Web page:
Wet reminder’s of last summer’s drought | VailDaily.com
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Wet reminder’s of last summer’s drought

Tom Boyd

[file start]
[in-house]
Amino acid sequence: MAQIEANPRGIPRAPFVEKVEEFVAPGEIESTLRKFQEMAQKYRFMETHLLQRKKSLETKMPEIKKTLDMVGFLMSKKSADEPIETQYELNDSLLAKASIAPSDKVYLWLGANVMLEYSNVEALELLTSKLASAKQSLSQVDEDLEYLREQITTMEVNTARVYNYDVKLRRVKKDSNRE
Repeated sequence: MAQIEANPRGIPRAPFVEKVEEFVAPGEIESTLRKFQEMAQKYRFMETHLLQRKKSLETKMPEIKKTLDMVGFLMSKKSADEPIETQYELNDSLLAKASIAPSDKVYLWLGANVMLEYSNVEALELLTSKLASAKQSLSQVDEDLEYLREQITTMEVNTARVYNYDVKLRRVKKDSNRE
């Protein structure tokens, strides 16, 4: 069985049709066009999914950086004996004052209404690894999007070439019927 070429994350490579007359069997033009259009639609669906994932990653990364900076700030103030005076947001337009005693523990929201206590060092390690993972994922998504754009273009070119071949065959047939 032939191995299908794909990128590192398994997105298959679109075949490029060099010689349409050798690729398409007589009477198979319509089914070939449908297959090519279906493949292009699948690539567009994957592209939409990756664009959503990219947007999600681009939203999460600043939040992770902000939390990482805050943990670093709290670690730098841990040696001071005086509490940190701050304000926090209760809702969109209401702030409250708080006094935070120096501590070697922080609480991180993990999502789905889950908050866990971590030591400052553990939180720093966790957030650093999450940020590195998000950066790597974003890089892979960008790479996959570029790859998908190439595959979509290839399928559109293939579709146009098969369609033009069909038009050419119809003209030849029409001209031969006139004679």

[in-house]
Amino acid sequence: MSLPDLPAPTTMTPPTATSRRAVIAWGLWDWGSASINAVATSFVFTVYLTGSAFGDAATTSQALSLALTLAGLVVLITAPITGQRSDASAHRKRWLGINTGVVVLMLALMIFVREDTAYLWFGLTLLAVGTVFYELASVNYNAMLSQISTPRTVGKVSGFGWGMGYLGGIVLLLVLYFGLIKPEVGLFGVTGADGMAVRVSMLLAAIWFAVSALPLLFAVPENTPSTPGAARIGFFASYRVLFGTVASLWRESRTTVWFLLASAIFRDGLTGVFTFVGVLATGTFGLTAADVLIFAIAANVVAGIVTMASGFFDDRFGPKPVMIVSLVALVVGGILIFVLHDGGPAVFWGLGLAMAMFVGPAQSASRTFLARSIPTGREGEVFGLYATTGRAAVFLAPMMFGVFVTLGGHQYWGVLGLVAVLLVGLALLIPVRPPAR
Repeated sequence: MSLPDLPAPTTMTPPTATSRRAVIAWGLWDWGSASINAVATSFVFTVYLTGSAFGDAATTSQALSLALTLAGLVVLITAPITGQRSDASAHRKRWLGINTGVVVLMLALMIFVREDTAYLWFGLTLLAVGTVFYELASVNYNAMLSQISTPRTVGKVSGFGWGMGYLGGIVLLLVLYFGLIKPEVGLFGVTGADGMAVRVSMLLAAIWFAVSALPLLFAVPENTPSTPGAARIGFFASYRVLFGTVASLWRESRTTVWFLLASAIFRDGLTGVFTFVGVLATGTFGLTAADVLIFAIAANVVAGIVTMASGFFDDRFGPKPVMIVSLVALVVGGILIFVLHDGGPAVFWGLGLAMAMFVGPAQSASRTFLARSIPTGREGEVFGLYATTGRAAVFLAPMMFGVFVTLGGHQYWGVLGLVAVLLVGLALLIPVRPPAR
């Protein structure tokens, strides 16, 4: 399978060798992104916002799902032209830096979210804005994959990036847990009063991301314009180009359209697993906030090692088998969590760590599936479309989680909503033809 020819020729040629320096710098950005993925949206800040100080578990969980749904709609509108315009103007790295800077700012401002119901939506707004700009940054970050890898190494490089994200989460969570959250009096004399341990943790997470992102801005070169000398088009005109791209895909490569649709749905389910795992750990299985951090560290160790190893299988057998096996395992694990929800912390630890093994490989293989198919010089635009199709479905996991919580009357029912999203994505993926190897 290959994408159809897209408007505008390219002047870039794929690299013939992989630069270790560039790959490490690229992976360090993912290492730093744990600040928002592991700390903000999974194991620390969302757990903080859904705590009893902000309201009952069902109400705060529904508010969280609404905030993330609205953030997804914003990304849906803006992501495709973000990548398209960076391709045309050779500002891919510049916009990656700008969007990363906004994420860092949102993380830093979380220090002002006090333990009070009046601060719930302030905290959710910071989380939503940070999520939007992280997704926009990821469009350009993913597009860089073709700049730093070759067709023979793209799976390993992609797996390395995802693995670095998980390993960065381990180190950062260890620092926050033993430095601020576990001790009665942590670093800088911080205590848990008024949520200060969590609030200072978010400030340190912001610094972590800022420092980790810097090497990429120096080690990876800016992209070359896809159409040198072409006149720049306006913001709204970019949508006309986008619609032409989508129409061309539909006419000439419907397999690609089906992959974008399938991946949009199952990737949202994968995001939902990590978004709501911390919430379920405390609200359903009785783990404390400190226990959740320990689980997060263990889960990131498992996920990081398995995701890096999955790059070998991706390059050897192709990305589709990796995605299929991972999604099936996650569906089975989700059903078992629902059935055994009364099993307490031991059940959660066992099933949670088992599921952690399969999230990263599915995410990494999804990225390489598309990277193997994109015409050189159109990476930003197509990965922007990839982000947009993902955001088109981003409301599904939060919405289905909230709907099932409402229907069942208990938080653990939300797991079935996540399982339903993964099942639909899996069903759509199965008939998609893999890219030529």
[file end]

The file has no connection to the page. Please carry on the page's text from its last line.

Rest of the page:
Last year we had a dry, smoky, dull Fourth of July. The fireworks were in the forests, where aging trees exploded from forest-fire heat, and our entire county seemed on edge because we were waiting for our own valley to go down in a blaze of crimson flames.Now we’re green again, the rivers are full, the fireworks are on, and some of the valley’s fine traditions can get under way again.A quick trip to Michigan has given me a good sense of what a Colorado drought is really about. What we call a river only qualifies as a “stream” in the Midwest. A deluge of rain that would flood our whole valley is merely an, “afternoon sprinkle”. Surrounded by bogs, frogs, and massive tracts of wetlands, I’m told that Michigan is in a “drought”. The damp air that filters through my t-shirt is “a bit dry” according to the locals here. And lake after lake after lake assures me that even though they call it a “drought” out here there’s really no such thing as a water crisis in the eastern portion of America’s heartland.Out West, however, we battle over every last drop of water, a substance more rare than gold almost literally. Water rights are front-page news because water, as much as any other commodity in the West, determines the health and direction of our economy.People who move out to Colorado from Michigan, Ohio, New York, Florida, or anywhere else where water is in abundance, tend to bring their old watering habits with them. Even though our drought seems to be subsiding, it’s important to remember that watering the lawn is a luxury, not a necessity, and that taking care of rivers and streams is a No. 1 priority out here.But the overwhelming majority of water usage in Colorado is for agriculture. And the only way to regulate that kind of water use is through the law.Unfortunately, Colorado’s water laws are convoluted and outdated. Water laws that date back more than a hundred years declare that consumers must, “use it or lose it”, which means that everybody who has an ounce of water rights is pumping water from our rivers, lakes and streams even if they don’t need it. It’s a water law left over from the days of Manifest Destiny, but now that we’ve covered the West with people, the old laws are destined to manifest themselves in the form of a crippled water system.If you’re looking to figure out exactly what’s behind the water situation, check out a book by Marc Reisner called “Cadillac Desert.” It was voted one of the 100 most influential nonfiction books of the century, and it will give you a sense of how and why our water laws have become so politicized and counter-intuitive.


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